Trial of new treatment to prevent student suicide launches
A clinical trial has been launched to study a new kind of talking therapy for students who struggle with suicidal thoughts and feelings.
The MISST (Mental Imagery for Suicidality in Students Trial) is a collaboration between Greater Manchester Mental Health NHS Foundation Trust, University of Lancaster, and The University of Manchester.
It is funded by the National Institute of Health Research (NIHR), the research partner of the NHS, public health and social care.
Moving away from home, academic stress, and financial pressures can all impact on students, who sometimes struggle with their mental health at university.
A previous study found that up to 42% of students thought about suicide in the previous 12 months.
Universities offer counselling and mental health services which are a source of support and help for struggling students, however, further effective therapies for preventing suicide are still needed.
MISST focuses on a novel talking therapy that is designed to help strengthen a person’s ability to recall and relive positive memories.
the therapy is used as a way to counter the spiral of negative thoughts and feelings that can lead to suicidal thoughts.
This is a first step, but an important one. This trial will give us the information we need to plan what we call a “definitive trial”, one that will then tell us how effective the therapy is. The aim is to work towards having effective therapies available for universities to help prevent student suicide
Psychologists argue that by having the therapy, a person may be able to strengthen their ability to break free of spiralling negative thoughts by immersing themselves in memories of more positive times.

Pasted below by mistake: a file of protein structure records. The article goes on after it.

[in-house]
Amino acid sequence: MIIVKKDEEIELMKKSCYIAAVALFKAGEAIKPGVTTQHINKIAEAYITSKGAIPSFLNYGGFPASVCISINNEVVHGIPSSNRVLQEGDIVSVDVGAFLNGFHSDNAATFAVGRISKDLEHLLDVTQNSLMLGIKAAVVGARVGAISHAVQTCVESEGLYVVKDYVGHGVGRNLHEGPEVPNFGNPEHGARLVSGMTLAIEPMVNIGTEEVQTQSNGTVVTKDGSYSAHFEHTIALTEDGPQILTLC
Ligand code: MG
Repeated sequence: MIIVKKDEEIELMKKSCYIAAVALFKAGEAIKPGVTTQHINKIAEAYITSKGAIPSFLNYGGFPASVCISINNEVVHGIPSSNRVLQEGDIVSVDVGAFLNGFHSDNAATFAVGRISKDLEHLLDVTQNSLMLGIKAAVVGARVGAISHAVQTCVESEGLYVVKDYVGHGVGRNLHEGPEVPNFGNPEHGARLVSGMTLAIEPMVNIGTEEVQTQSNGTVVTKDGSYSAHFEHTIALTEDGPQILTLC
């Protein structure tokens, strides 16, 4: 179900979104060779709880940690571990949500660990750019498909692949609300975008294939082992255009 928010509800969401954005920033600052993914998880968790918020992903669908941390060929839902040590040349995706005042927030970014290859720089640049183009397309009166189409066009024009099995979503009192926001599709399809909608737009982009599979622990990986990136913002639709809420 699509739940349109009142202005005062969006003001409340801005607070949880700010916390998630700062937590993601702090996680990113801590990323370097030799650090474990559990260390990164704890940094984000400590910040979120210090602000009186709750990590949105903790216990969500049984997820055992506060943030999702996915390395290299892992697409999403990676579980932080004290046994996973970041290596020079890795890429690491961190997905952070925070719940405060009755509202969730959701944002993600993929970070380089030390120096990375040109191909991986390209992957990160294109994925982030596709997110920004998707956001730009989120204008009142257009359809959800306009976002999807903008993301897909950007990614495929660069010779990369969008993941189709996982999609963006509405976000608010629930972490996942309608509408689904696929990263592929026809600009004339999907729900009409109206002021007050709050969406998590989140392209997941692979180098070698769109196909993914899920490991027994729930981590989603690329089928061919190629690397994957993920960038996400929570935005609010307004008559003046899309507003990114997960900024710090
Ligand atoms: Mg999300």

Co-Principal Investigator Dr Jasper Palmier-Claus from Lancaster University said: “When people are suicidal, we know it can be hard for them to focus on positive experiences in the past, or imagine positive experiences in the future. There is a sort of tunnel-vision. The therapy aims to help people break free from this state by re-connecting with positive experiences in their life.”
The trial will aim to test the therapy with students studying in the North-West of England, who have had recent difficulties with suicidal thoughts or behaviour.
Participants will be randomly put into a group to either receive the new therapy, or regular treatment through their university counselling or support services.
MISST is a feasibility trial, which means the aim is to determine if a more powerful large-scale clinical trial would be possible to run. This includes checking what students think about the therapy and whether it is possible to recruit people to take part.
Co-Principal Investigator Dr Peter Taylor from The University of Manchester said: “This is a first step, but an important one. This trial will give us the information we need to plan what we call a “definitive trial”, one that will then tell us how effective the therapy is. The aim is to work towards having effective therapies available for universities to help prevent student suicide.”
MISST was funded as part of a wider mental health research initiative run by the NIHR. You can find out more about it here
Samaritans (116 123) samaritans.org operates a 24-hour service available every day of the year. If you prefer to write down how you’re feeling, or if you’re worried about being overheard on the phone, you can email Samaritans at firstname.lastname@example.org , write to Freepost RSRB-KKBY-CYJK, PO Box 9090, STIRLING, FK8 2SA and visit www.samaritans.org/branches to find your nearest branch.